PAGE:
Is a Multi-Family Residential Building a Commercial Property?

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Certain aspects of property investing are confusing. Take the terminology, for example. To someone not involved in property investments, it might seem like a multi-family residential building would always be classified as residential property. Yet some investors consider it commercial property. What’s the deal?

Distinguishing between residential and commercial property is something banks do in order to define their lending strategies. In terms of actually buying and making money from real estate, the difference is more semantic than anything else. Nonetheless, it is helpful to new investors to understand how their veteran peers define residential and commercial multi-family properties.

Know that what you are about to read constitutes generally accepted views within the real estate industry. They are not hard and fast rules. Investor opinions can vary quite a bit on this particular topic.

Multi-Family Residential

For starters, a multi-family building is one that houses multiple families in separate, self-contained units. All such buildings are residential in terms of function. For investing purposes though, a multi-family residential property would consist of a single building with between two and four units.

Single apartment buildings usually qualify. So do older houses that have been converted into multiple apartment units. In terms of the latter, you tend to find a lot of the converted houses in city environments. The larger houses of days gone by are purchased and turned into multi-family properties.

Multi-Family Commercial

Defining multi-family residential should give you a clearer understanding of multi-family commercial. A multi-family commercial building has five or more units. In almost all cases, these units exist within the context of an entire apartment complex with dozens of buildings. Smaller properties consisting of just two or three multi-family commercial buildings do exist.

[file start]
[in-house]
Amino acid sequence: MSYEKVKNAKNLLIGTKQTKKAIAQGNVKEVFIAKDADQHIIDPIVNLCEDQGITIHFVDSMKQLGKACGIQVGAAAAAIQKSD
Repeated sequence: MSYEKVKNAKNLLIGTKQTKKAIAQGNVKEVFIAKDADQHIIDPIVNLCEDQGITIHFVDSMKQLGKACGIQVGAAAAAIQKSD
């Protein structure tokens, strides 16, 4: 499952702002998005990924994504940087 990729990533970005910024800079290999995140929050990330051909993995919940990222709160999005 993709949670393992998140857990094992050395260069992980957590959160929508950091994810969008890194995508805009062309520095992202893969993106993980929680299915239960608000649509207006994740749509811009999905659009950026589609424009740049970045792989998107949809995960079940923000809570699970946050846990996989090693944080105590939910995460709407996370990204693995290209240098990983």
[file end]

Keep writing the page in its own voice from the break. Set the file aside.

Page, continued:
These larger buildings are considered commercial properties because, for the investor’s purposes, they only exist for one reason: to generate profit. Purchasing and running this type of property is considered in business, thus the properties themselves are commercial properties.

Financing Multi-Family Properties

There is another key difference between the two types of properties. That difference is in financing. An investor looking to obtain a multi-family residential property would have to apply for a residential loan. They would be applying as a landlord. The bank would follow an approval and underwriting process similar to what occurs when people apply for mortgages.

Acquiring a multi-family commercial property is difficult to do through bank loans. It is not impossible, but it certainly is not easy. Therefore, most investments of this type are financed through hard money loans. A lender like Salt Lake City’s Actium Partners fronts the money on a short-term basis. The borrower then pays off the loan via property revenue or by arranging traditional financing at a later date.

The advantage of hard money is that approval is based on the value of the asset in question. That means there is no long, drawn out approval process. It does not take hard money lenders several months to complete underwriting. The net result is that hard money loans can often be approved and funded in a matter of days.

Whatever the Investor Prefers

The money question is whether multi-family commercial property constitutes a better investment than its residential counterpart. Here is the simple answer: no. As with most things investment related, it boils down to whatever the investor prefers.

Some investors drool over multi-family residential properties. Others insist on only investing in commercial properties. There is no right or wrong choice. If an investor can make enough money on a property to satisfy their financial goals, it really doesn’t matter whether it’s residential or commercial.